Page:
It helps now and then to revisit past events, especially in the financial industry. Some news items are ascribed momentous importance and considered milestones in our financial history, but beyond the immediate emotional response they evoke, they have no real lasting import. Others, however, hold lessons for the future and should be remembered. Here [...]

The Bad Business of Planned Parenthood

Despite profits of $85 million in 2008, Planned Parenthood is facing serious financial difficulties. According to a recent Harvard Business School case study, Planned Parenthood Federation of America (PPFA) is structured as a 501(c)(3) non-profit organization with multiple affiliates, each of which is also a 501(c)(3) non-profit. The national entity lobbies on national policy, sets [...]

Baptism Is Not an Economics Degree

I've often heard people talk about their most beloved aspect of our Faith. When asked, "What's your favorite thing about being a Catholic?" some well-instructed souls will cite the Eucharist, while others will speak of their devotion to Our Lady. The pointier heads in the room might cite the Church's rich storehouse of worldly and [...]

Practical Distributism: Looking at the Community Reinvestment Act

Those of us who have argued for alternatives to individualistic capitalism and the bureaucratic welfare state are often told that we are good at pointing out problems but come up short on solutions -- it's a charge distributists hear often. Nevertheless, Pope Benedict XVI's latest encyclical, Caritas in Veritate,challenges us to overcome the "market-plus-State" model, [...]

The Coming Storm

Years ago when our children were young we had a summer cabin on a lake in the mountains of upstate New York. Every now and then, an idyllic summer day would be interrupted by a violent storm. Typically the storm was preannounced by the sudden appearance of dark clouds that gave way to torrents of [...]

The Minimum Wage and Catholic Social Teaching

When the Democratic Party gained control of Congress three years ago, as part of its "100 Hour" plan it quickly introduced legislation to raise the federal minimum wage from $5.15 per hour to $7.25 per hour. The partisan debate was predictable: Democratic advocates of the raise cited concern for poor and working families, and Republican [...]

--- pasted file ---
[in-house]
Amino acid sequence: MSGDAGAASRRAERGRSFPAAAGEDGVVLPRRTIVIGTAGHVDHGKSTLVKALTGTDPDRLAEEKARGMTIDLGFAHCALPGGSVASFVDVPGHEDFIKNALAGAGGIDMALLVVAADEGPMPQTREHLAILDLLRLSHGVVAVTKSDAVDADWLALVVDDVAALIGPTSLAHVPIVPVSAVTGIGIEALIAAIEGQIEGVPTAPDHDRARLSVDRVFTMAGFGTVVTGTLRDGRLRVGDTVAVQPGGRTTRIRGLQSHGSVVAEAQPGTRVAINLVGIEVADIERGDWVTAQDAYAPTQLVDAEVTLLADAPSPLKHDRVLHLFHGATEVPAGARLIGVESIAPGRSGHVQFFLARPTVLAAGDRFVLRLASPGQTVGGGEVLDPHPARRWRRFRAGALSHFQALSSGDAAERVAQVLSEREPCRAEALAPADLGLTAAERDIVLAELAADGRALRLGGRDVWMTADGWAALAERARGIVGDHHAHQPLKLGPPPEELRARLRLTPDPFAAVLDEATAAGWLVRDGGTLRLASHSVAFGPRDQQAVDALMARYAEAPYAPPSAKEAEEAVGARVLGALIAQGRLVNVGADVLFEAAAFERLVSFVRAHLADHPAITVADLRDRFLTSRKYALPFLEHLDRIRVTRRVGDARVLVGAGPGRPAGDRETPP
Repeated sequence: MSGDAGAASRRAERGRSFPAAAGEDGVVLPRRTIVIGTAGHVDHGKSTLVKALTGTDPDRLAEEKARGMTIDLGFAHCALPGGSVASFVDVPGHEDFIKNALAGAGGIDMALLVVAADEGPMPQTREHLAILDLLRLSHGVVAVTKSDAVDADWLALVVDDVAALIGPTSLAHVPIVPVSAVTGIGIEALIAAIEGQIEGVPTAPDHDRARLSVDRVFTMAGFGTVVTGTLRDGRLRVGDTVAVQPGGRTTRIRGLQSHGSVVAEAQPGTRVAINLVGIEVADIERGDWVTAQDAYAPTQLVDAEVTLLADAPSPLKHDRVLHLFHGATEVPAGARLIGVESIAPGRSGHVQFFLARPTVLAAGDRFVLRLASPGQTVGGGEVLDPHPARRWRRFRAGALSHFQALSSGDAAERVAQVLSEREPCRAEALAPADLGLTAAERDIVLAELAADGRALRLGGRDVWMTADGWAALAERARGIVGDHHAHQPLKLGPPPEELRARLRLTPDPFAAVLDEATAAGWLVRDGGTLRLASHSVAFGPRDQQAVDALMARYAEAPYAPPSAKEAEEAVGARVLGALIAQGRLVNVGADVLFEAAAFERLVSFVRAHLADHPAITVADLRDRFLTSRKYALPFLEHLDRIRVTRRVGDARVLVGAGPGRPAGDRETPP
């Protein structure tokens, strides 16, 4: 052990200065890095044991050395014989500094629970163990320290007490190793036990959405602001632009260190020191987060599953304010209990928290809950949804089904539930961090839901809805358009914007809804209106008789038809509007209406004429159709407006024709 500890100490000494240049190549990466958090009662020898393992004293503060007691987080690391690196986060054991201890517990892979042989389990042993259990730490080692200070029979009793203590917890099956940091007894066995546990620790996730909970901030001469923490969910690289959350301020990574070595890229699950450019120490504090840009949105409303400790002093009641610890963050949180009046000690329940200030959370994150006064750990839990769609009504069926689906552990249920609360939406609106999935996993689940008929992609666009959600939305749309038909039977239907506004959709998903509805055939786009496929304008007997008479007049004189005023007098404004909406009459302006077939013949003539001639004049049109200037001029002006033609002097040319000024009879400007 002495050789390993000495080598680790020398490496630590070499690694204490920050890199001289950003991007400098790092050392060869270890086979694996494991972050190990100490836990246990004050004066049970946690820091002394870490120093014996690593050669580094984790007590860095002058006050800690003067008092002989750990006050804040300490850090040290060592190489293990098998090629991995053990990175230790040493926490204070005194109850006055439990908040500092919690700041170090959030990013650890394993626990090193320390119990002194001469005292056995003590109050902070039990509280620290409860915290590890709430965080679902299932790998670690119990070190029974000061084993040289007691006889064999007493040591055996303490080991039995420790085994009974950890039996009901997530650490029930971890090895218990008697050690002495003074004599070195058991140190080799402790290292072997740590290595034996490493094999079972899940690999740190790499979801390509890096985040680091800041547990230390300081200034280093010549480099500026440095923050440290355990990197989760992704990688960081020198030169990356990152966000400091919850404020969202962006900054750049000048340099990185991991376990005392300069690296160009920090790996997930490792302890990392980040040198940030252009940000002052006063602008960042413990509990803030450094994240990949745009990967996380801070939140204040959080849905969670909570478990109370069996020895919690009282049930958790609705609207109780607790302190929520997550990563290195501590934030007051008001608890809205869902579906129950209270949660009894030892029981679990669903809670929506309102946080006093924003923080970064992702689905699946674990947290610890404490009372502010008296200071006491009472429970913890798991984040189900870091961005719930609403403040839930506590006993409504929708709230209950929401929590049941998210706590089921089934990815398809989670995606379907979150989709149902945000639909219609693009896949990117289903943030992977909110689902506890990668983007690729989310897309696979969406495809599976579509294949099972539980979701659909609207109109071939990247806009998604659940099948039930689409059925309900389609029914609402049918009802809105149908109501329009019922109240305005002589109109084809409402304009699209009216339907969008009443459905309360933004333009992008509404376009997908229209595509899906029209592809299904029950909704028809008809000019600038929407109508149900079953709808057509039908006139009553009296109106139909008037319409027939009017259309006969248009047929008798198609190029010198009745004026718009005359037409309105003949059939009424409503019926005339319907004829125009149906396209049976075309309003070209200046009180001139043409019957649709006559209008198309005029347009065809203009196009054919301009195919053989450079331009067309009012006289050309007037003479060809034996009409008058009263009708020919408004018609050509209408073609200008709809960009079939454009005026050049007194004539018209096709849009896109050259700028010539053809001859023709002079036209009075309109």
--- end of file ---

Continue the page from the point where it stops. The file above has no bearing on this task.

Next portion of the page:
Catholic Social Teaching and the Welfare State

It might surprise some to learn that the basic idea behind the "welfare state" did not originate with either Marxist revolutionaries or bleeding-heart liberals, but rather with a head of state usually identified with conservatism: Otto von Bismarck. Faced with a growing threat from the German socialist movement, in the 1880s Bismarck established four programs [...]

The Money Meltdown: A Conversation with Thomas Woods Jr.

The economy is in free fall and we may be facing another Great Depression. In response, the government is scrambling to spend its way back to health. Is this really the best solution? Brian Saint-Paul spoke to Thomas Woods Jr., author of the New York Times bestseller, Meltdown: A Free-Market Look at Why the Stock [...]

The Bust: How It Happened, and Where We’re Heading

For the securities industry to unravel as spectacularly as it did in September, many parties had to pull on many threads. Mortgage bankers gave loans to Americans for homes they could not afford, often based on inflated house appraisals and no documentation of income or assets. Mortgage bankers immediately transferred these mortgage loans to Fannie [...]

Some Advice for Apostolates in a Time of Recession

Deal Hudson spoke with fundraising guru Chuck Piola about what Catholic non-profit organizations can do to survive the current economic crisis. Chuck Piola has been called "The King of Cold Calls" by Inc.Magazine. In 1986, he and his business partner formed NCO Financial Systems. Over twelve years, NCO grew from sixty clients to 80,000; $70,000 [...]